Canada recalled its ambassador to Iran over the judiciary’s refusal to allow Canadian observers attend the trial of an intelligence ministry agent in the death in custody of Canadian-Iranian photojournalist Zahra Kazemi. Graham said Canada will consider other options, such as economic sanctions. July 14, 2004 - “The federal government has recalled its ambassador to Iran and will consider tougher action after Tehran reneged on a pledge to allow Canadian observers at the trial of a man charged in the death of Montreal photojournalist Zahra Kazemi, Canada’s foreign affairs minister Bill Graham said on Wednesday, as he emerged from a meeting with slain journalist’s son Stephan Hachemi. He added that Canada was considering further action, such as taking Iran to the International Court of Justice, or economic sanctions.
“It's time to consider everything,” he said. “We have to look at what is effective,” Graham said.
“Under all human-rights codes, under all international law standards, this should be a public trial with the rights of the family to be present to see and ensure that justice is done. Justice will not be done behind closed doors in Iran,” Graham added.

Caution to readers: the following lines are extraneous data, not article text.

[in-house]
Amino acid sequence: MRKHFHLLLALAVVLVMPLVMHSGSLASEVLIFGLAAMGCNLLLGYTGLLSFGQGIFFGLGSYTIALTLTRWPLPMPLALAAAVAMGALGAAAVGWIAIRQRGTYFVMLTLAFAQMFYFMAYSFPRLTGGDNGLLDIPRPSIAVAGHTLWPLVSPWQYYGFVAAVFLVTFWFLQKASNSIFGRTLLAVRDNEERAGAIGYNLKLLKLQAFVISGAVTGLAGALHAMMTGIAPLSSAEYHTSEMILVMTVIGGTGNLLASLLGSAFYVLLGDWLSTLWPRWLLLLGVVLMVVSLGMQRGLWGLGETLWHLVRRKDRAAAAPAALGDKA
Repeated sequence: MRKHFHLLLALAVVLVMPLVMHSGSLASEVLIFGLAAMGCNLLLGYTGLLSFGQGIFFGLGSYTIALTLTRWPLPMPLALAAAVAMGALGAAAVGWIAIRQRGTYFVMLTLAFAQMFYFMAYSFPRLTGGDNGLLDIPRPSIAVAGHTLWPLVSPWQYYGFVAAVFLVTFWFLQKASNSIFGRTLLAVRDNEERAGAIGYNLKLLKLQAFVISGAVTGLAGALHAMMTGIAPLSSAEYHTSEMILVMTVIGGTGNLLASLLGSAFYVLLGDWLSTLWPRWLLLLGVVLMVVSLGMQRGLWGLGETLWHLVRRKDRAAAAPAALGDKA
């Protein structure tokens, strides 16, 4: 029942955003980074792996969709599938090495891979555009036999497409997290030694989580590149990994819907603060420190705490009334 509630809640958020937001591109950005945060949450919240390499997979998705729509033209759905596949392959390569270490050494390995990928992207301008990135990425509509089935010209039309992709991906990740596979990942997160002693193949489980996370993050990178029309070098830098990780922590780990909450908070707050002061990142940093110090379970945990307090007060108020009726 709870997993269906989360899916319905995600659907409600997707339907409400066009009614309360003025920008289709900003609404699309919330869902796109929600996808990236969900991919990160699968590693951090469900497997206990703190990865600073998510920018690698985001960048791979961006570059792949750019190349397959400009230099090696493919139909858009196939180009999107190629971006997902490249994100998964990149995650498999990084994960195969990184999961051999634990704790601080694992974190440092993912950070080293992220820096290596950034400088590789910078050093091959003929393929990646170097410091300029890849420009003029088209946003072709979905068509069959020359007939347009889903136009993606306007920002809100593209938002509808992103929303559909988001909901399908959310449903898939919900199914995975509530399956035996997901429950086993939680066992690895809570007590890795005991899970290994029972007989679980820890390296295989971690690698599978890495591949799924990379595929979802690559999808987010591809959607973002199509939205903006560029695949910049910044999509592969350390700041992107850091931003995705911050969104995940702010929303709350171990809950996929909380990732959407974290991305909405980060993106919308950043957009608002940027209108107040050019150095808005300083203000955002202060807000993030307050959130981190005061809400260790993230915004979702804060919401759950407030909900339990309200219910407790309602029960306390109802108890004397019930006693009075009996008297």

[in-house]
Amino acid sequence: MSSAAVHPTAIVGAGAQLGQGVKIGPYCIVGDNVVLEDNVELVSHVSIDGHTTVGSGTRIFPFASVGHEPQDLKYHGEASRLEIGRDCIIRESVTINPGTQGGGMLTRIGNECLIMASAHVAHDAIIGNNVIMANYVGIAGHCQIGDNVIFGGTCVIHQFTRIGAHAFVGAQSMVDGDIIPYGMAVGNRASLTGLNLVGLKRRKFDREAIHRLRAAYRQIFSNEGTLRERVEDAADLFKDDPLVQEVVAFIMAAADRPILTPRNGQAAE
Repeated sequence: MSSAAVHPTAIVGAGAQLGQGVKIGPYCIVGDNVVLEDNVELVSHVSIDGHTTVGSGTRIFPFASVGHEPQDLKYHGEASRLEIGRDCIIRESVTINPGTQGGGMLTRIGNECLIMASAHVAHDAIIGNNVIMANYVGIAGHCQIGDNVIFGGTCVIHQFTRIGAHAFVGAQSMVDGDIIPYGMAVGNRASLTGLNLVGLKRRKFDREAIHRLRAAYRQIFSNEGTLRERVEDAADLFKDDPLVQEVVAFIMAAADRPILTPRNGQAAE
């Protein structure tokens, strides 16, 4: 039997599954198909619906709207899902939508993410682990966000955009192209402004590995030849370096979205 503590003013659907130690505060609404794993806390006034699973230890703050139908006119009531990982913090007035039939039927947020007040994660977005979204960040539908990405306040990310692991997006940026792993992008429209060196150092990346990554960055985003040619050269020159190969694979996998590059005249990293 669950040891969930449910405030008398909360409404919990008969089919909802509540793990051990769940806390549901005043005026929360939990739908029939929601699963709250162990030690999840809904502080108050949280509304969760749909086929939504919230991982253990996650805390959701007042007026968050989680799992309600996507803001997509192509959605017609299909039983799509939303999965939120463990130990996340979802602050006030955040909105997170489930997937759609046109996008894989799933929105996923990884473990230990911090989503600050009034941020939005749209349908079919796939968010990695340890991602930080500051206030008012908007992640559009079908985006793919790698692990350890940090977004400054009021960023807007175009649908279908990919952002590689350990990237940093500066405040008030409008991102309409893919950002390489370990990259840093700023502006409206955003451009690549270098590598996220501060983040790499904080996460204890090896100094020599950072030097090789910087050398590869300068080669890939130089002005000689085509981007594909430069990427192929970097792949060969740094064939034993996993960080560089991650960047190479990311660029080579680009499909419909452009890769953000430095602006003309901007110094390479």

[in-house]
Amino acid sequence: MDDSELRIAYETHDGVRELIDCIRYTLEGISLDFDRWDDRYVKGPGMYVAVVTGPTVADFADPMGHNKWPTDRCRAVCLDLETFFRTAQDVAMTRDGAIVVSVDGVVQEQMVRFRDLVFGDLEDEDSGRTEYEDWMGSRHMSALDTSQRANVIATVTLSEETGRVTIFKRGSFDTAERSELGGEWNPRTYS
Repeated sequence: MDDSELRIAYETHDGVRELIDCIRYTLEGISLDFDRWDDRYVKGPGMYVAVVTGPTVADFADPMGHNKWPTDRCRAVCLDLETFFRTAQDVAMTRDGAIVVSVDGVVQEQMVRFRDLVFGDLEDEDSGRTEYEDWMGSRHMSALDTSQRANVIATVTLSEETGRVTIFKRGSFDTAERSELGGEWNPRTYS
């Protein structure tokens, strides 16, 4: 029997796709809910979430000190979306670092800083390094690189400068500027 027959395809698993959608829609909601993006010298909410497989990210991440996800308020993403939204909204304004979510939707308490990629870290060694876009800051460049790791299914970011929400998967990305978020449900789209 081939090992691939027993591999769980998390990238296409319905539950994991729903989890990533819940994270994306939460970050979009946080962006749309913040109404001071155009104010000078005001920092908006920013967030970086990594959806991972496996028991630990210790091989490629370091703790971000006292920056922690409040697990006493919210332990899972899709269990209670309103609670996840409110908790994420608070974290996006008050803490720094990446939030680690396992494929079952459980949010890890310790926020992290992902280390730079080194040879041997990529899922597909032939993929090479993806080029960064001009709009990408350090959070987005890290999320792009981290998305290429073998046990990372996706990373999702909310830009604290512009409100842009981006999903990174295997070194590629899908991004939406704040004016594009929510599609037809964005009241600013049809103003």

Canada’s Foreign Affairs Minister also summoned the Islamic government’s ambassador to Canada in order to make known “his outrage” at the judiciary’s breaking a promise which had been made earlier to Canadian negotiators.
Canada had planned to send three observers to the trial, scheduled for Saturday, but foreign ministry spokesman Hamid-Reza Asefi said Kazemi’s murder was a domestic issue. “The request for the presence of Canadian observers is contrary to all international principles and regulations and is unacceptable,” Asefi said.
Iran's Ambassador to Canada Mohammad Mousavi said four lawyers, led by Nobel Peace Prize winner Shirin Ebadi, will be in the court representing the family, Canada’s Globe and Mail reports. Mr. Mousavi said the decision to keep Canadian observers out was the judge's responsibility. He acknowledged that the original judge in the case had agreed to the observers.
Canadian officials said the decision to allow observers had been communicated to them through diplomatic channels.
Human rights organizations, Kazemi’s family lawyers and Canadian government have charged that the defendant in Saturday’s trial is a scapegoat protecting higher government officials.
“This is completely unacceptable behavior on their part,” Mr. Graham said after meeting with Kazemi's son, Stephan Hachemi. “I'm calling in the ambassador to make that point and I will be recalling from Tehran our ambassador.”
It is the second time in a year Canada has recalled its ambassador over the case. Mr. Graham said he learned of the Islamic government’s decision from an early morning news broadcast, then confirmed it with Canadian Foreign Affairs officials. He called the Iranian decision “a rejection of the rule of law.”